Home health care workers’ struggles for better pay and health benefits continues to capture the mainstream media’s gaze, with NPR being the latest news outlet to spotlight the plight these workers face in their day-to-day lives.
In an article, NPR calls attention to several home health workers in Ohio, each grappling with affording essentials like health insurance and paying taxes on stagnant wages.
One of those individuals is Jasmine Almodovar, 35, a home health care worker in Cleveland who earns $9.50 an hour. While that is just above average for a home health worker in Ohio, affording health insurance remains out of reach.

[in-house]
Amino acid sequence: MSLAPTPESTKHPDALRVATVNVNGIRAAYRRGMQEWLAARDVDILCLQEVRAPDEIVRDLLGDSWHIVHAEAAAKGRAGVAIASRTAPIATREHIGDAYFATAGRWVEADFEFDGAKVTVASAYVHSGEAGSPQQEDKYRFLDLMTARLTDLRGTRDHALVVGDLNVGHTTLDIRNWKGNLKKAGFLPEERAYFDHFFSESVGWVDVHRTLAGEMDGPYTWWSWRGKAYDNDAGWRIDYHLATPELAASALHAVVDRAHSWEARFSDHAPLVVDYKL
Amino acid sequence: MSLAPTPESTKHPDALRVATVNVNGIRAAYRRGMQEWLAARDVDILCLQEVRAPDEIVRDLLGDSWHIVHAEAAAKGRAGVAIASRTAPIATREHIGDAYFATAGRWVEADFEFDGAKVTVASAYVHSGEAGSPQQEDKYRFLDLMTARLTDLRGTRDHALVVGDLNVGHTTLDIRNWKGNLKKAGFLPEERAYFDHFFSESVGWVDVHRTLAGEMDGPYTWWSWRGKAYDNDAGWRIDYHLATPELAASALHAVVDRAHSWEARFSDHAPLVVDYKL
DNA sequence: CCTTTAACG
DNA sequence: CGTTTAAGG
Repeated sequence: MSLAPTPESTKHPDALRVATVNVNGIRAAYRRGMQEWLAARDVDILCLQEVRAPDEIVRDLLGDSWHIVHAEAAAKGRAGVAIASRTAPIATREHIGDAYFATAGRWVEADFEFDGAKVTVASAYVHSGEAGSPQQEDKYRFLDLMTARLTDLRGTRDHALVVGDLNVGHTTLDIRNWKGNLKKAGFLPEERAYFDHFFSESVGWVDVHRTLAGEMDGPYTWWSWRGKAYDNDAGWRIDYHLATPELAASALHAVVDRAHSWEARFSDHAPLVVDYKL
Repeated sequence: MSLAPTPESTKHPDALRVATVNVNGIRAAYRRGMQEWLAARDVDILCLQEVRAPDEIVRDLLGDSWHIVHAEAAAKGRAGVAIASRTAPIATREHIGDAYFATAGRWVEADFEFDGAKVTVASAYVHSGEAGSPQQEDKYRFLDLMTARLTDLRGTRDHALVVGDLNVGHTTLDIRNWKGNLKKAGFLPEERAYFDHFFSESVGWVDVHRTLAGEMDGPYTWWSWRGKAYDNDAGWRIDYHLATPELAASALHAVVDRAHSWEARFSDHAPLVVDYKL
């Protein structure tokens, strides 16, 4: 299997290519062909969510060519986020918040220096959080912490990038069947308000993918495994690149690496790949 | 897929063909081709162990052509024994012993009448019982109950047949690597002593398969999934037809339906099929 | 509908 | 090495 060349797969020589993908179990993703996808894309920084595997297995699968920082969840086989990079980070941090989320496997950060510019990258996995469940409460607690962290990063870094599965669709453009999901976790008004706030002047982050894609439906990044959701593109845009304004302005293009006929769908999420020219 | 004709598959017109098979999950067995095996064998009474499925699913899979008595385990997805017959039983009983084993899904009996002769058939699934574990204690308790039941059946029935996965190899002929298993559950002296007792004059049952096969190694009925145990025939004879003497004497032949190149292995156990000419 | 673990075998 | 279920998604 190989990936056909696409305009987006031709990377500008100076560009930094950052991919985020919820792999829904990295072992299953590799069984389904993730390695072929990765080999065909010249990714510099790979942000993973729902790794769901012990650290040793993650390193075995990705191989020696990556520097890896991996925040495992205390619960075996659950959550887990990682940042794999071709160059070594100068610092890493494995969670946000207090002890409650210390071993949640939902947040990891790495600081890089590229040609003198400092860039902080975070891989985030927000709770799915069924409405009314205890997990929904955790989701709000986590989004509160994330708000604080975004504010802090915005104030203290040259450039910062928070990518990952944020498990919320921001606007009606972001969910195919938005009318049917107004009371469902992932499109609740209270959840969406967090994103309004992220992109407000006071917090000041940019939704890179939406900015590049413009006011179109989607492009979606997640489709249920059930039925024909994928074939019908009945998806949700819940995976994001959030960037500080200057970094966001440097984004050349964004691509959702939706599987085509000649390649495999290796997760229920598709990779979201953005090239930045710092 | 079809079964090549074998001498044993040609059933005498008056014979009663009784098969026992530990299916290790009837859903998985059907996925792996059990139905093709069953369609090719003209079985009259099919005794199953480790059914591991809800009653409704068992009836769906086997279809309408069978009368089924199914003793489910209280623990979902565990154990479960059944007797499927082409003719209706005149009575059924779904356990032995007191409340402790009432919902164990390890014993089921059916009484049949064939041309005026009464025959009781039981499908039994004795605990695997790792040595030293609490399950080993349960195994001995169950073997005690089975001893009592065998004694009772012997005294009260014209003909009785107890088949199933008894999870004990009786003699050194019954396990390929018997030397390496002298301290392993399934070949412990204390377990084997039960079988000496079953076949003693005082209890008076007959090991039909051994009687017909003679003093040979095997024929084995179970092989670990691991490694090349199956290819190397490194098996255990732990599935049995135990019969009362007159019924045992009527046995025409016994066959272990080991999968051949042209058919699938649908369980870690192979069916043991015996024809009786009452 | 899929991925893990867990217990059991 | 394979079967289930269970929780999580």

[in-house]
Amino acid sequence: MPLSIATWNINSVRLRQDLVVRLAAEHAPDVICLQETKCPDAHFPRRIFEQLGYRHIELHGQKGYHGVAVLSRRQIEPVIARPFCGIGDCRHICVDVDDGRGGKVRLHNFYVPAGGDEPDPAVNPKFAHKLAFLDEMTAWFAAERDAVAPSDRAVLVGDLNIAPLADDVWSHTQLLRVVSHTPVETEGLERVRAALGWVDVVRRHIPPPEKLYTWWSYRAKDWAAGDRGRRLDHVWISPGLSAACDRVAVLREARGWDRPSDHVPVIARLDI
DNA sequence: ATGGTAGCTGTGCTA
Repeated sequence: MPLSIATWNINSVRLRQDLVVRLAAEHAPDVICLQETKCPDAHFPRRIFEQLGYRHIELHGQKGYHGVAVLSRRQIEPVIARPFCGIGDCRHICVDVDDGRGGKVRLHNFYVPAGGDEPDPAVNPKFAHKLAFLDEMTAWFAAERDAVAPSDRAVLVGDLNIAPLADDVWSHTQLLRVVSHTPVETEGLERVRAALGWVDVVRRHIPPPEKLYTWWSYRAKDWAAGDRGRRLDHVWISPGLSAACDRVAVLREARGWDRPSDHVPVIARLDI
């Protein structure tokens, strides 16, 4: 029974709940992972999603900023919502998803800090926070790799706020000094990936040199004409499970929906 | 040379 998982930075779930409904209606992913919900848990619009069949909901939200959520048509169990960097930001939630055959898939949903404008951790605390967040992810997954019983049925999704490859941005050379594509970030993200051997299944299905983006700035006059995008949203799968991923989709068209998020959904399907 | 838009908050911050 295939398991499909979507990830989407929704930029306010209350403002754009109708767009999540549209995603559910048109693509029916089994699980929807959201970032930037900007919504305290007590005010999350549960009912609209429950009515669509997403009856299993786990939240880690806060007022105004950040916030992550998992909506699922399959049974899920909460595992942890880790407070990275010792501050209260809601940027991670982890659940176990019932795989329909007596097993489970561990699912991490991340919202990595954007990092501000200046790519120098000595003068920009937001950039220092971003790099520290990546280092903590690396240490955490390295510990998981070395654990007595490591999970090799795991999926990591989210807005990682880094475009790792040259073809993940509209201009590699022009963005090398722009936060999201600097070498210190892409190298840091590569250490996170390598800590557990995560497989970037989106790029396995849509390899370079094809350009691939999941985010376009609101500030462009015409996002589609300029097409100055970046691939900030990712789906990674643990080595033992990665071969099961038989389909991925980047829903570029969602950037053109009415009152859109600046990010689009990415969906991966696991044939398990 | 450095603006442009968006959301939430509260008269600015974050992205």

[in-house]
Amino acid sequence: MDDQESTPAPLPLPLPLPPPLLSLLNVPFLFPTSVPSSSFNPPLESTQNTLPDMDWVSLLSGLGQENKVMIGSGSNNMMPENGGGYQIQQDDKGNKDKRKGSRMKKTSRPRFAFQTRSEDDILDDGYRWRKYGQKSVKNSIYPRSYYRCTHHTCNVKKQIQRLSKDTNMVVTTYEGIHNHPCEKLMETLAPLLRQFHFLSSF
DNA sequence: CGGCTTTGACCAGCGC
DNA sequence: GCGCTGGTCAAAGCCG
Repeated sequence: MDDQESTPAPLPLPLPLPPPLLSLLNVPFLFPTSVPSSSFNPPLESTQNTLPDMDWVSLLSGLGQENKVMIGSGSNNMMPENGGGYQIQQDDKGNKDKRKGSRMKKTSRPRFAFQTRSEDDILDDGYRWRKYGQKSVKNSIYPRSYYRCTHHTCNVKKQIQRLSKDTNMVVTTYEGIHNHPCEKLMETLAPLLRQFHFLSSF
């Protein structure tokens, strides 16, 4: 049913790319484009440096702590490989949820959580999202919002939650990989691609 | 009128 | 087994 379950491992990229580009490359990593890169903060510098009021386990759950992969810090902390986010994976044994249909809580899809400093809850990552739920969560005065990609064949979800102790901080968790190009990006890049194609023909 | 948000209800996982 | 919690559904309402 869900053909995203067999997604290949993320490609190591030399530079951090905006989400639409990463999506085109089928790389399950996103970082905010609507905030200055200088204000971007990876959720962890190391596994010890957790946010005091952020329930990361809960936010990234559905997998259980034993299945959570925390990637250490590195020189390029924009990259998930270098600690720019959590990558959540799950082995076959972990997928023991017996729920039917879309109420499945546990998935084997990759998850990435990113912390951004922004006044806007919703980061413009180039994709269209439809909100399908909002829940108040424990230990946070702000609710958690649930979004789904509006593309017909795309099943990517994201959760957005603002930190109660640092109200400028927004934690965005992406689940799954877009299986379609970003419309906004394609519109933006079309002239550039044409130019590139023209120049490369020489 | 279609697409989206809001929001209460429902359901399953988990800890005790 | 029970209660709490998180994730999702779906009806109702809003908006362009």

Estimating her annual earnings at about $21,000, Almodovar makes too much to qualify for Medicaid, however, paying for a plan on Ohio’s federal exchange does not fit into her monthly budget, either.
“I don’t have a retirement plan, I don’t have life insurance, I don’t have medical,” she says. “Because by a government basis, I’m 90% above the poverty level—but I’m in poverty.”
Read the full story at NPR.
Written by Jason Oliva